Facebook New Viruses Warning Message
Warning message circulating around Facebook claims that there are new viruses on Facebook that users should watch out for.
While the threats described in the warning are (or were) real, they are not viruses and they will not crash or damage your computer. The threats discussed in the warning are all rogue Facebook applications and/or survey scams. The message is quite vague and potentially misleading and its overall worth as a security warning is questionable. Please review the detailed analysis below for a discussion of each threat listed in the message.
Facebook currently has 4 virus Attacks.
These attacks can get your Facebook Account Hacked
1) :- If you get a notice of a PHOTO TAG Do not open it.
2) :- If you get a notification that a friend reported you for offensive behavior etc.. Do not open it.
3) :- Is a Video saying 99% of People can not watch this for more the 15 Sec. Do not open it.
4) :- All Messages from your friends via chat saying click this link .. Do not open.
Only way to protect yourself from these is to ignore them and not to click on them.
Share this info and Help your friends. Be Safe..!
FACEBOOK has 5 new viruses:
1. If you get a notice of a photo tag DO NOT OPEN it.
2. If you get a notification that a friend reported you for offensive behaviour DO NOT OPEN IT
3. Get 5000 FBK credits DO NOT OPEN IT.
4. Message from ya mates chat saying click this link DO NOT OPEN IT
5. Crash at Alton Towers DO NOT OPEN IT.
These are bad viruses and will crash your computer. REPOST and WARN OTHERS!!
A message moving rapidly around Facebook warns of a new set of "viruses" that are currently threatening Facebook users. One incarnation of the warning includes a list of five supposed viruses to watch out for. An earlier version described only three "viruses", but a fourth was later added and now a fifth has made it to the list. More are likely to be added as time goes by. The message warns that the threats described are "bad viruses" that will "crash your computer" and asks users to repost to warn others.
An alternative version describes only four "virus attacks", one of which was not included on previous lists.
The threats described in the messages do exist or have existed in the past. However, the messages are nevertheless quite vague and potentially misleading. In fact, rather than actually helping Facebook users stay aware of security issues, these messages may in fact only cause further confusion.
Firstly, the threats described in the warning are not viruses at all. All of the threats are in fact rogue Facebook applications and/or survey scams designed to trick users into submitting personal information or participating in various bogus online surveys. While making such a distinction about the use of the term "virus" may seem unimportant, the fact is that a computer virus acts in a very different way than the rogue Facebook applications and survey scams discussed here. Calling such scams "viruses" is therefore misleading and inaccurate.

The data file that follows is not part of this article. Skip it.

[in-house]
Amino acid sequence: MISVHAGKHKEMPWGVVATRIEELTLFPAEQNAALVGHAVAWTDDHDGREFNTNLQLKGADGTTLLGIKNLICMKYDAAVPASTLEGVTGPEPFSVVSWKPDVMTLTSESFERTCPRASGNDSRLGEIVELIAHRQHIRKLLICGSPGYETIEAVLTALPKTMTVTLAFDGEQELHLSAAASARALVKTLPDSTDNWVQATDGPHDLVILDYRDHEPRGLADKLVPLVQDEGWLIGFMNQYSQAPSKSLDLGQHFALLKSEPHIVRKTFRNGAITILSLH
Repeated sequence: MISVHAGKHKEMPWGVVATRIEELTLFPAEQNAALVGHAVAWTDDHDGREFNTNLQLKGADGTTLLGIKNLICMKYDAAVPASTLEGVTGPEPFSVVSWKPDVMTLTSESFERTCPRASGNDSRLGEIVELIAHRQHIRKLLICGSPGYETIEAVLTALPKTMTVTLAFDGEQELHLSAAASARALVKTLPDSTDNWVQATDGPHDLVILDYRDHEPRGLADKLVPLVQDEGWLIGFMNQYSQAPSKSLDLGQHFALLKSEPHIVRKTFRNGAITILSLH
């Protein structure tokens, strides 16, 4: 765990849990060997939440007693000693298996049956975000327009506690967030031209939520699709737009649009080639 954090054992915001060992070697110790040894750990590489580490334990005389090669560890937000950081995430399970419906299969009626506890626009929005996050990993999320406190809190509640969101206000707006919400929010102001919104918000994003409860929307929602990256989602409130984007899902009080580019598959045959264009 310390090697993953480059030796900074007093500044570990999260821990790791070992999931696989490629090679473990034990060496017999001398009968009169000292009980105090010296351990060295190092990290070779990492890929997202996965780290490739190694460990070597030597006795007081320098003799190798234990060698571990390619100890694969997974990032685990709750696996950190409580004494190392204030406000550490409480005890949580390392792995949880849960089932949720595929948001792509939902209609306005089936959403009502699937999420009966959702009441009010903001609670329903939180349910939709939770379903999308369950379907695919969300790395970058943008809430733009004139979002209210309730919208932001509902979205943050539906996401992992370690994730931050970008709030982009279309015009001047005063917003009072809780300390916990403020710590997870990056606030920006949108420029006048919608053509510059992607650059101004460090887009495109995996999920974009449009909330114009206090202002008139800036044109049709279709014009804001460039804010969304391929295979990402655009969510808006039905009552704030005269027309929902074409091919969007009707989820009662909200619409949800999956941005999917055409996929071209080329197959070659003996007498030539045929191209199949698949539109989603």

Secondly, there is no credible evidence to support the claim that these rogue applications crash, shut down or damage the user's computer in any way. The people who operate such survey scams want
victims to be able to use their computers to fill in their bogus surveys. Crashing or disabling the victim's computer is entirely counter to their goals.
Once installed, these rogue apps typically try to entice users into visiting bogus third party "survey" websites, ostensibly as a means of verifying their account. They will also automatically repost spam messages promoting themselves via Facebook wall posts, photo tag messages or chat. Many such survey pages attempt to tick users into signing up for absurdly expensive SMS "services". In some cases, such survey links may attempt to trick users into downloading spyware or malware via "free" games, toolbars or other applications. Others may share information supplied via surveys or prize applications with spammers. Those responsible for such survey scams will receive a commission whenever a person fills in a survey, an application form, or provides their mobile phone number. This is the motivation driving such scam attempts.